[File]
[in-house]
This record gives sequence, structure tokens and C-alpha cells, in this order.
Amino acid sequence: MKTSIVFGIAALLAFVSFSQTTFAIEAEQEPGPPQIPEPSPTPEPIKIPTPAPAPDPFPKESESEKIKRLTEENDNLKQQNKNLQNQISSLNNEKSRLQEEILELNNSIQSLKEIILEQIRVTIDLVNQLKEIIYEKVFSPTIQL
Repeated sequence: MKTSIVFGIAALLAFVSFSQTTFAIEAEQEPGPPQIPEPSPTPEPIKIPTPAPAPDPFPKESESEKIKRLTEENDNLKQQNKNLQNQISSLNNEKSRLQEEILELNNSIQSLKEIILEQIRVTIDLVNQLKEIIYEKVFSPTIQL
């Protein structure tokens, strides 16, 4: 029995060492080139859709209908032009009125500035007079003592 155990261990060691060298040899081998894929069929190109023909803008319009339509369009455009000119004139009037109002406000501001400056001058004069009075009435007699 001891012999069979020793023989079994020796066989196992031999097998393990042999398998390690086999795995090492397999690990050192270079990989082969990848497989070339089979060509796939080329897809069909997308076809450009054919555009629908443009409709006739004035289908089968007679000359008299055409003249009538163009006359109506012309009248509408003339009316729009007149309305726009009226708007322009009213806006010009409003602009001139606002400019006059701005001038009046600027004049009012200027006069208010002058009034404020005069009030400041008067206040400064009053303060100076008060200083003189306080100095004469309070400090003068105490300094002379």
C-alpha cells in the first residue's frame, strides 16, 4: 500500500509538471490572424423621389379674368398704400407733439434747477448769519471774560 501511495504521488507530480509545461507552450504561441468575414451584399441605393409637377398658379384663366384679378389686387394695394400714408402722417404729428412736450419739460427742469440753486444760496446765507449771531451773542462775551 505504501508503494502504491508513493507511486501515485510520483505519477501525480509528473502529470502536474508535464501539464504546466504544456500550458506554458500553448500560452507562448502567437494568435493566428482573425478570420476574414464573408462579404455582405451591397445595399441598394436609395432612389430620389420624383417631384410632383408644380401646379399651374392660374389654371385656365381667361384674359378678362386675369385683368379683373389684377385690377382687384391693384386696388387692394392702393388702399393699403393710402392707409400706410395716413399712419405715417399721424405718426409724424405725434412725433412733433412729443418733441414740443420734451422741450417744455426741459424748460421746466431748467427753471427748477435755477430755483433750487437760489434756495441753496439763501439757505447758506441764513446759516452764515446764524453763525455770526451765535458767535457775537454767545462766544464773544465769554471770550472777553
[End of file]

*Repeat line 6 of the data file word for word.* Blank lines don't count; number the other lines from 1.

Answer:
C-alpha cells in the first residue's frame, strides 16, 4: 500500500509538471490572424423621389379674368398704400407733439434747477448769519471774560 501511495504521488507530480509545461507552450504561441468575414451584399441605393409637377398658379384663366384679378389686387394695394400714408402722417404729428412736450419739460427742469440753486444760496446765507449771531451773542462775551 505504501508503494502504491508513493507511486501515485510520483505519477501525480509528473502529470502536474508535464501539464504546466504544456500550458506554458500553448500560452507562448502567437494568435493566428482573425478570420476574414464573408462579404455582405451591397445595399441598394436609395432612389430620389420624383417631384410632383408644380401646379399651374392660374389654371385656365381667361384674359378678362386675369385683368379683373389684377385690377382687384391693384386696388387692394392702393388702399393699403393710402392707409400706410395716413399712419405715417399721424405718426409724424405725434412725433412733433412729443418733441414740443420734451422741450417744455426741459424748460421746466431748467427753471427748477435755477430755483433750487437760489434756495441753496439763501439757505447758506441764513446759516452764515446764524453763525455770526451765535458767535457775537454767545462766544464773544465769554471770550472777553